Although in recent years, Millennials and Generation Z individuals have become more active in their communities about keeping our planet clean and plastic-free, there is a long way to go still. We not only need to continue helping the environment by not using plastic straws, cups, and more but by trying to advocate for legislation that helps us keep our planet green and safe.

Photo by Linabel Armas (CC by 4.0)

My group and I decided to go back to the meeting point around 12:30 pm to have some lunch. Before getting there, we dropped the collected trash bags in the canoes.

During lunch, we all gathered together and had lunch. I thought it was a great bonding experience, especially since our last meeting before the semester ended. Most of us when back to the water afterward to digest our lunch before getting back to work. We played, talked, and had lots of fun.

At 1:30pm I decided to go by myself on a walk and keep picking up debris. The peace and silence during my walk around the island was so relaxing. I paused a couple of times to appreciate the beautiful views of the inhabited island and collect the little pieces of plastic and glass that were on my way. I sat down, took some pictures, and daydreamed.

Photo by Linabel Armas (CC by 4.0)

By 2:30 pm, we started heading back to Deering Estate. We organized the trash on each canoe and began our way-back journey. This time we left through the opposite side of the island instead of where we came from.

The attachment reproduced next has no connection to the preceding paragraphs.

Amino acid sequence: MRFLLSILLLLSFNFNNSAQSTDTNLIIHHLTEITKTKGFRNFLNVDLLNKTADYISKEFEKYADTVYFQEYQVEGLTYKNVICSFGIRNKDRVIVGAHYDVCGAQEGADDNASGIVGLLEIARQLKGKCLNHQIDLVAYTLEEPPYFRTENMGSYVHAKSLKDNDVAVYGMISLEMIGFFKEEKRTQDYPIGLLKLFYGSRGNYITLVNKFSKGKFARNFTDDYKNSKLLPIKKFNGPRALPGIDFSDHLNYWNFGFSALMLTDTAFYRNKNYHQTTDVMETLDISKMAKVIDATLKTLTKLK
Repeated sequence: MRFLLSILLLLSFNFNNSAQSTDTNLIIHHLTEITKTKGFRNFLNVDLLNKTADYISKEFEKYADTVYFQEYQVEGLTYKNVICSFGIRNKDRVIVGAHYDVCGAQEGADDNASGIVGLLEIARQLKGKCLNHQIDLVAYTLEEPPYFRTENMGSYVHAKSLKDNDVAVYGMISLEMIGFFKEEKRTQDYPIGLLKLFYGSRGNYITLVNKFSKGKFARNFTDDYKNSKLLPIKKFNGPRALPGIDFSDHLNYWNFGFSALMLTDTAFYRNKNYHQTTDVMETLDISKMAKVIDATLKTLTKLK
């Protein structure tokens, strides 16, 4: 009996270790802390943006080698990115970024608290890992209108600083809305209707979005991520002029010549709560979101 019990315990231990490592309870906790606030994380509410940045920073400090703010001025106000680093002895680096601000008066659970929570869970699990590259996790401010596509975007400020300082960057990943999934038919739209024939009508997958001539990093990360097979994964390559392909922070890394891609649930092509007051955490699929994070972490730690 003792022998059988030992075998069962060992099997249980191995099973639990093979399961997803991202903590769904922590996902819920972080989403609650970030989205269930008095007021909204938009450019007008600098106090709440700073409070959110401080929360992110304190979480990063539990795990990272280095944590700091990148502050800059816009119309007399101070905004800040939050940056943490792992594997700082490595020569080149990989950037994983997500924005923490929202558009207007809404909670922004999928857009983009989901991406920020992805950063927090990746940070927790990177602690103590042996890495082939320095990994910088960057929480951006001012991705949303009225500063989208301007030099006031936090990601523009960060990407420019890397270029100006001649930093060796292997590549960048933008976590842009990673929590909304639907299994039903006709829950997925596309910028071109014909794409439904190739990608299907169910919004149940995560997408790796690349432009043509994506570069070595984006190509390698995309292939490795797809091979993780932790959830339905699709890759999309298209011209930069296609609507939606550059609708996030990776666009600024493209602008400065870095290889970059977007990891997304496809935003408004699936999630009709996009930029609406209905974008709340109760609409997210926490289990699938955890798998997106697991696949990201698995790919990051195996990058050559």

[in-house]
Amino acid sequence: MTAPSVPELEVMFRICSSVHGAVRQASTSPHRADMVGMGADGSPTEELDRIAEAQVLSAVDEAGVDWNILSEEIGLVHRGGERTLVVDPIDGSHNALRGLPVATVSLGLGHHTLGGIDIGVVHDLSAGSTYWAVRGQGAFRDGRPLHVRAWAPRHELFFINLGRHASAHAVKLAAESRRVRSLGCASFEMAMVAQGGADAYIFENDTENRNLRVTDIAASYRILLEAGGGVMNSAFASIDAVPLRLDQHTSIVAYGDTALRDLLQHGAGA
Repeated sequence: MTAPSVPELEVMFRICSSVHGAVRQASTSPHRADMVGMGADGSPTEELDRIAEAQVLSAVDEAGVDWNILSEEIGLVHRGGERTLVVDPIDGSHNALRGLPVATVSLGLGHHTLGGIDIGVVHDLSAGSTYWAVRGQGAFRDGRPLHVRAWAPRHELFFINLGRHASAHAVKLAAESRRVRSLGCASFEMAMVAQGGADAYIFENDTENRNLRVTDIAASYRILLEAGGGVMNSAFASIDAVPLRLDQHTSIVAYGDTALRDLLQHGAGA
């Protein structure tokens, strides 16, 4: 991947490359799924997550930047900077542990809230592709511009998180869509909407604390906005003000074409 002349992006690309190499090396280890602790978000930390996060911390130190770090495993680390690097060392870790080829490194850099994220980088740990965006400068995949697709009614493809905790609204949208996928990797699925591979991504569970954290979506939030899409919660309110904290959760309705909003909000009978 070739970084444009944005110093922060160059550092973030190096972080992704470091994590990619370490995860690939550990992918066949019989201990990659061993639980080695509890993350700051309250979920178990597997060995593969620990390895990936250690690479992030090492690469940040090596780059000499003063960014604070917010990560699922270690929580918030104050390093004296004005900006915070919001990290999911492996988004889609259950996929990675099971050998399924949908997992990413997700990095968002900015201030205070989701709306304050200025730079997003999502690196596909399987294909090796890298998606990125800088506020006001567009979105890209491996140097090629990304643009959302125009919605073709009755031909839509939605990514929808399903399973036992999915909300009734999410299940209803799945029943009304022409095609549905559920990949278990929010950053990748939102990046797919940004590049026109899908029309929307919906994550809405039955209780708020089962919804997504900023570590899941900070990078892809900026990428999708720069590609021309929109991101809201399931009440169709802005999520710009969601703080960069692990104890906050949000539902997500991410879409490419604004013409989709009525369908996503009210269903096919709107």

My canoe partner and I were rowing in sync up until the current and wind changed. The tide was high, the wind started blowing hard, and we were canoeing against the current. It felt like if we were not moving, my arms became tired after 45 min of rowing nonstop. Thankfully two of our classmates arrived at Deering first and went back into the water to help us.

After getting to the chore, I said goodbye to such a great group of people, class, and semester for one last time.

Photo by Linabel Armas (Cc by 4.0)

According to professor Bailly, we picked one of the most outstanding amounts of trash from Chicken Key he had ever seen before. We filled 11 canoes with trash bags. Our class proved that by working together, we can accomplish great things.


The cleanup took place on April 17th, 2021

Honors hours pending approval


With every community service project that I do I feel more involved in my community, it makes me want to week doing them. With this project specifically i learned how necessary beach cleanups are and how much we as young adults need to advocate for our environment.

I am very grateful to professor Bailly for making this community service opportunity happen and to the Deering Estate for making it possible. I had never canoed or done a beach cleanup before, and although my canoeing skills proved to not be the best, I enjoyed every minute of this project. I was able to relax, bond with my classmates, have fun, and learn. Not only did we had the opportunity to help Chicken Key be cleaner, but we realized how much we need to take care of our environment.


“Deering Estate History: Historic Miami Mansion & Gardens.” Deering Estate, 26 Mar. 2020,,listed%20on%20the%20National%20Register%20of%20Historic%20Places.

organizations advocating for environmental changes in Miami. Get involved today!